Yamamoto feels an involuntary flush of self conscious pride wash over him, the kind of sensation that makes him grateful that Gokudera’s snide comments never let his accomplishments go to his head.  But it’s still nice to hear that someone appreciates his skill.

“Haha, I don’t meet too many Italian’s who follow baseball,” he says, rubbing at the back of his neck in a gesture straight out of his childhood.

“Well, the others just don’t know what they’re missing,” Raimondo replies.  He thrusts one of the glasses into Yamamoto’s hand.  “Drink with me?”

Yamamoto glances over at Gokudera, who has already been set upon by the next woman, swaying with her with poorly masked disgruntlement evident in the set of his jaw.

“Why not?”


If pressed, Yamamoto will honestly admit that he does not remember much of the events that follow, although Gokudera surrounded by strange women and Raimondo surrounded by copious amounts of alcohol are two constants that stay with him throughout the party.  Alright, that’s not entirely true—he does remember the speech.  And, well, yeah....

With their sparkling teeth and glowing faces, the newlyweds at the banquet table are the picture of bliss.  Yamamoto likes it when people are happy.  It makes his insides feel warm and fuzzy.  It makes him want to hug everyone and laugh and kiss Gokudera silly, but he’s not allowed to do that here because Gokudera promised a week on the couch if he tries any funny business at the reception.  So he does the next best thing.

The tinkling of silver against crystal is enough to catch most people’s attention, and the lull in conversation that follows catches everyone’s attention.  The bride and groom look at him with politely confused smiles.  Raimondo stares at him like he’s some kind of god.  Over at the bar, Gokudera is standing with mouth agape and two women in slinky black dresses and too much make-up attached to each of his arms.  He almost looks as if he’s wondering if he’s in a nightmare, but Yamamoto is probably reading too much into his frantic eyes.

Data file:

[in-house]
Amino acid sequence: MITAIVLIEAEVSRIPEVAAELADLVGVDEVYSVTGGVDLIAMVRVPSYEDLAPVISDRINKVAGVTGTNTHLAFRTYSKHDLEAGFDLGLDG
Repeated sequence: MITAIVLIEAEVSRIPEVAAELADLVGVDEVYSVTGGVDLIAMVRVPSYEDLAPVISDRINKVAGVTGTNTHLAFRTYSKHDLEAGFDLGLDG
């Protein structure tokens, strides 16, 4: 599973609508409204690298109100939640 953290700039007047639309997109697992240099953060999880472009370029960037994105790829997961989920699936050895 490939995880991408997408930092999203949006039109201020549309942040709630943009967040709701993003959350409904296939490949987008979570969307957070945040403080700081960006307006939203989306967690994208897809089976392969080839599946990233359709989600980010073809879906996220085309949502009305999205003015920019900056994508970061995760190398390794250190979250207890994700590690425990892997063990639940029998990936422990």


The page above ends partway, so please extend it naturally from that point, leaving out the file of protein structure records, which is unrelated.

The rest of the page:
“Congratulations,” Yamamoto slurs, “to—” damn, what are their names? “—this lovely couple.  I wish you the best of luck in your journey ahead.  May you be prosperous, happy, and make much sweet, sweet love together.”

Gokudera would be proud that his Italian lessons are being put to good use!  Speak of the devil, he’s heading this way right now.  Better wrap this up.

“So…cin-cin!”  Giggling, Yamamoto raises his glass and spills some wine down his hand.  Haha, penis—Italian is so funny!¹  He licks at his sticky skin before downing the rest of his drink.

“Kampai!” Raimondo shouts.  The bride rolls her eyes and shrugs her shoulders, and someone breaks out into raucous laughter, shattering the spell of nervous silence.

And then Gokudera arrives, one of the women—the one with the little beauty mark on the left side of her chin—still in tow, and Yamamoto wonders if maybe the whole speech thing wasn’t such a good idea.  Gokudera looks absolutely livid, his lips curled in a snarl, his eyes a flashing warning sign.

“What the ever loving fuck was that stunt you just pulled?”

“Um…a toast to—” Yamamoto waves a limp hand in the general direction of the couple “—them.”

Gokudera winces at Yamamoto’s eye-watering breath.  “How much have you had to drink?”


“You know what?  I don’t want to know.”  Gokudera grabs Yamamoto by the elbow and begins dragging him out of the main reception area and away from Raimondo.  “Let’s go.”

“You can’t leave so soon!”  The woman pouts, winding her bare arms around Gokudera’s torso, although such a hindrance does nothing to prevent Gokudera from leading the group into the secluded hallway near the restrooms.  Yamamoto is on the verge of saying something to her when Raimondo interrupts his train of thought.